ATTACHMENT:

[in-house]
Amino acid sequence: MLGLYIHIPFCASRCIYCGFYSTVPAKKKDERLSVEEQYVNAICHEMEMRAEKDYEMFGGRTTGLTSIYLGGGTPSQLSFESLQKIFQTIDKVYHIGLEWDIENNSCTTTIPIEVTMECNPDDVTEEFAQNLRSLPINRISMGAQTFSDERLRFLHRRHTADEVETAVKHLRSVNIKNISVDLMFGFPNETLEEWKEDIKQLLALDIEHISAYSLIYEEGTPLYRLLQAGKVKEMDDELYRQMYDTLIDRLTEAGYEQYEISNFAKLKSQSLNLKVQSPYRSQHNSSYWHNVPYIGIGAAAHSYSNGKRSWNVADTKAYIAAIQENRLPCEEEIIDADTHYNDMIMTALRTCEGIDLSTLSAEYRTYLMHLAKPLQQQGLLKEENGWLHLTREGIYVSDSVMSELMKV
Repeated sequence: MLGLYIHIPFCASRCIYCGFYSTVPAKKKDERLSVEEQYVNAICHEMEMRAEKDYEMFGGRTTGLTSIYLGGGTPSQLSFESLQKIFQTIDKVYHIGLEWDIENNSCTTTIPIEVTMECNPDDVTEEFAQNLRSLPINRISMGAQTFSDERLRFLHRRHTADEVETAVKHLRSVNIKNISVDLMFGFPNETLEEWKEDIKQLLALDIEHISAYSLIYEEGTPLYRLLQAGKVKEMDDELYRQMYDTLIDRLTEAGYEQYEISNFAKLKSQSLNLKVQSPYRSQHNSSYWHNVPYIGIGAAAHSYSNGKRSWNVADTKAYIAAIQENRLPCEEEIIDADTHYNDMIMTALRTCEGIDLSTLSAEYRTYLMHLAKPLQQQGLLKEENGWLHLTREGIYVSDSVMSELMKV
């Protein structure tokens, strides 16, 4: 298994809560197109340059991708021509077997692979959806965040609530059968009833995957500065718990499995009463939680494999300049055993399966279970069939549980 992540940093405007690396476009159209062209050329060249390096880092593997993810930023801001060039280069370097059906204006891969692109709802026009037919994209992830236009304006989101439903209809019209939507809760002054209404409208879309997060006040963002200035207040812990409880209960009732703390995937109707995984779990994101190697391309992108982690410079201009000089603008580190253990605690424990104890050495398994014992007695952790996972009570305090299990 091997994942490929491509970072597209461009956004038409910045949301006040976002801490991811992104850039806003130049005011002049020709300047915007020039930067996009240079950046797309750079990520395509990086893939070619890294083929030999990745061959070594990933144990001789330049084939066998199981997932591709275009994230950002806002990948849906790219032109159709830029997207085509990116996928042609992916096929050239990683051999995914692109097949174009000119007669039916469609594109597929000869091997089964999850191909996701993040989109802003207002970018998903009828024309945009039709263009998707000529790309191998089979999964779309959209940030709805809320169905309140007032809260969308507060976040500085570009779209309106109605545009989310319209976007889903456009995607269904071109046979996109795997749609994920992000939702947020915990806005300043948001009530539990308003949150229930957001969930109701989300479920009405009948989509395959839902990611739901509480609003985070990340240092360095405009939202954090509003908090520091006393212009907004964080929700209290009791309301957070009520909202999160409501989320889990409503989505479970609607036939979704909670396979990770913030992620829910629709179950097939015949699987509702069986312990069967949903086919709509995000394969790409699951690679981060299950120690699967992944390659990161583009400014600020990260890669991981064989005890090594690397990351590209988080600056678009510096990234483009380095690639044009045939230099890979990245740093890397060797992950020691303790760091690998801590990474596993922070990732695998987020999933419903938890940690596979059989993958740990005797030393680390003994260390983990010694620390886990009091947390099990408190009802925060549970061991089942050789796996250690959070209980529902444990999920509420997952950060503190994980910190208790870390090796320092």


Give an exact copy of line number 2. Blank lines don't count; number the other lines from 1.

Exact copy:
Amino acid sequence: MLGLYIHIPFCASRCIYCGFYSTVPAKKKDERLSVEEQYVNAICHEMEMRAEKDYEMFGGRTTGLTSIYLGGGTPSQLSFESLQKIFQTIDKVYHIGLEWDIENNSCTTTIPIEVTMECNPDDVTEEFAQNLRSLPINRISMGAQTFSDERLRFLHRRHTADEVETAVKHLRSVNIKNISVDLMFGFPNETLEEWKEDIKQLLALDIEHISAYSLIYEEGTPLYRLLQAGKVKEMDDELYRQMYDTLIDRLTEAGYEQYEISNFAKLKSQSLNLKVQSPYRSQHNSSYWHNVPYIGIGAAAHSYSNGKRSWNVADTKAYIAAIQENRLPCEEEIIDADTHYNDMIMTALRTCEGIDLSTLSAEYRTYLMHLAKPLQQQGLLKEENGWLHLTREGIYVSDSVMSELMKV